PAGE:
In my ideal world, the fact that John McCain cannot remember how many houses he has would not be a very big deal. It does make it clear just how wealthy he and his wife are, and it raises the question how well he understands life outside the cocoon of privilege. But in my ideal world, it would have been far less important than some of the other things McCain has said. For instance, the unforgettable moment in which John McCain revealed that he doesn’t know what an economic stimulus is:

“People talk about a stimulus package. Fine, if that’s what we want to come up with. But stop the spending first.”

Or the fact that he doesn’t understand what a cap and trade system is, despite having co-authored legislation that would create one:

“Russert: Senator McCain, you are in favor of mandatory caps.

McCain: No, I’m in favor of cap-and-trade.”

Or perhaps his record of alarmism on foreign policy:

“In short, not only is Russia on the march beyond Tbilisi to Ukraine, Finland, and substantial swathes of Poland but that’s not even the transcendent issue of our time. And North Korea’s nuclear program is “the greatest challenge to U.S. security and world stability today” but that’s not the transcendent issue of our time. And Islamism is the transcendent issue of our time, but not a serious international crisis or an especially great challenge to U.S. security and world stability. Now of course there’s no way to make sense of that, because it’s not supposed to make any kind of sense. McCain just thinks that overreacting is the right reaction to everything. It’s a hysteria-based foreign policy.”

However, we don’t live in my ideal world. In the world we actually live in, as Paul Krugman says:

“Republicans always — always — campaign by portraying the Democratic candidate as an out-of-touch elitist, while their guy is a man of the people. Al Gore grew up in a penthouse apartment! (In a shabby residence hotel, but never mind.) John Kerry windsurfs! Meanwhile, George Bush vacations at his ranch (bought as a prop for the 2000 campaign — and he doesn’t ride horses — but somehow that never got brought up.)”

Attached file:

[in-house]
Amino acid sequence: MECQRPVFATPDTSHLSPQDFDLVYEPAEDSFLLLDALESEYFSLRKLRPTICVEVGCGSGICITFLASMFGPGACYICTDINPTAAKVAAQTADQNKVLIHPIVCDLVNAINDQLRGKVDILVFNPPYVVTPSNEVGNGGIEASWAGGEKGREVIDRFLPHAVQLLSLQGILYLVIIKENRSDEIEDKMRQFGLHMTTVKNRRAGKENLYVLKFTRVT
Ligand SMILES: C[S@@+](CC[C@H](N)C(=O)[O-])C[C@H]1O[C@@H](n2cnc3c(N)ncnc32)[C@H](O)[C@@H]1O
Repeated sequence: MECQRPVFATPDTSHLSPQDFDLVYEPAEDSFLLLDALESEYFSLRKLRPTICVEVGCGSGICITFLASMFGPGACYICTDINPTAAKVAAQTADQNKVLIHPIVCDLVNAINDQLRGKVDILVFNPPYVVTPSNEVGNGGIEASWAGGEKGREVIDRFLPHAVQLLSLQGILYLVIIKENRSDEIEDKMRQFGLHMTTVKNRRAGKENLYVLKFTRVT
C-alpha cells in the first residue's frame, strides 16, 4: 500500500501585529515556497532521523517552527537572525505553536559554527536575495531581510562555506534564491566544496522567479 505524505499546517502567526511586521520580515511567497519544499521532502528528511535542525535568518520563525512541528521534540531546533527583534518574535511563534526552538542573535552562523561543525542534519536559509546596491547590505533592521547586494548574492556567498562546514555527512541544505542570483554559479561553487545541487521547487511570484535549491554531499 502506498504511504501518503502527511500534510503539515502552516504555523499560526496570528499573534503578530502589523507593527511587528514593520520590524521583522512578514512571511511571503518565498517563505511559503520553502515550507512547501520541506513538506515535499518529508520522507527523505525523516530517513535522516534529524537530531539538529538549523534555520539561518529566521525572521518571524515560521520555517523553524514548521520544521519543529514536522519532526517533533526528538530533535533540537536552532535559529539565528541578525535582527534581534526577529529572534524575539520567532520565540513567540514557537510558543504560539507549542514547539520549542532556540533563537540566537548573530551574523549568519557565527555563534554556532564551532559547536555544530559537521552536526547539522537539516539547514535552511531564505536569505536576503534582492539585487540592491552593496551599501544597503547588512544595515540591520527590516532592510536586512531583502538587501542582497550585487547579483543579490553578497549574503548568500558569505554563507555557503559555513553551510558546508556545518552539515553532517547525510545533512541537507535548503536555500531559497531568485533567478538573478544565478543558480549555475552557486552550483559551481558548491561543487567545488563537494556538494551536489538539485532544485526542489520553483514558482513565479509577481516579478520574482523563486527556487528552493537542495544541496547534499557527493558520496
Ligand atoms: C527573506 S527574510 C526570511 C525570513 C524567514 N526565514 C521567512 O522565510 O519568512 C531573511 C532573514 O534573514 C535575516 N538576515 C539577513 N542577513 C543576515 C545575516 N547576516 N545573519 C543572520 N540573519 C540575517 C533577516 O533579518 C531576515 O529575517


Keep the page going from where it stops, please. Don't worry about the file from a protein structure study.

Every four years they do the same thing. If memory serves, they did it to Bill Clinton, of all people. And every four years, they protest bitterly whenever anyone points out the absurdity of thinking, for instance, that George W. Bush of all people is just an ordinary guy, like all those other ordinary guys who are legacy admissions to Andover and Yale, and have their failing businesses rescued by an apparently endless series of family acquaintances and people who want to sink their savings into a money-losing business run by the Vice President’s son.

The reason it matters that John McCain can’t remember how many houses he has is just this: with one little remark, he has made it impossible for Republicans to run their usual storyline about their candidate as an everyday guy in touch with ordinary people, and the Democratic candidate as a scary elitist who lives on latte and arugula. That line of attack, which was always ludicrous and never relevant, has just gone glimmering, to be replaced by the stories like this:

“McCain, who has portrayed Obama as an elitist, is the son and grandson of admirals. The Associated Press estimates his wife, a beer heiress, is worth $100 million. Obama was raised by a single mother who relied at times on food stamps, and went to top schools on scholarships and loans. His income has increased from book sales since he spoke at the 2004 Democratic convention.”

About time. With that line of attack neutralized, perhaps we can get to actual issues.

(Cross-posted at Obsidian Wings)

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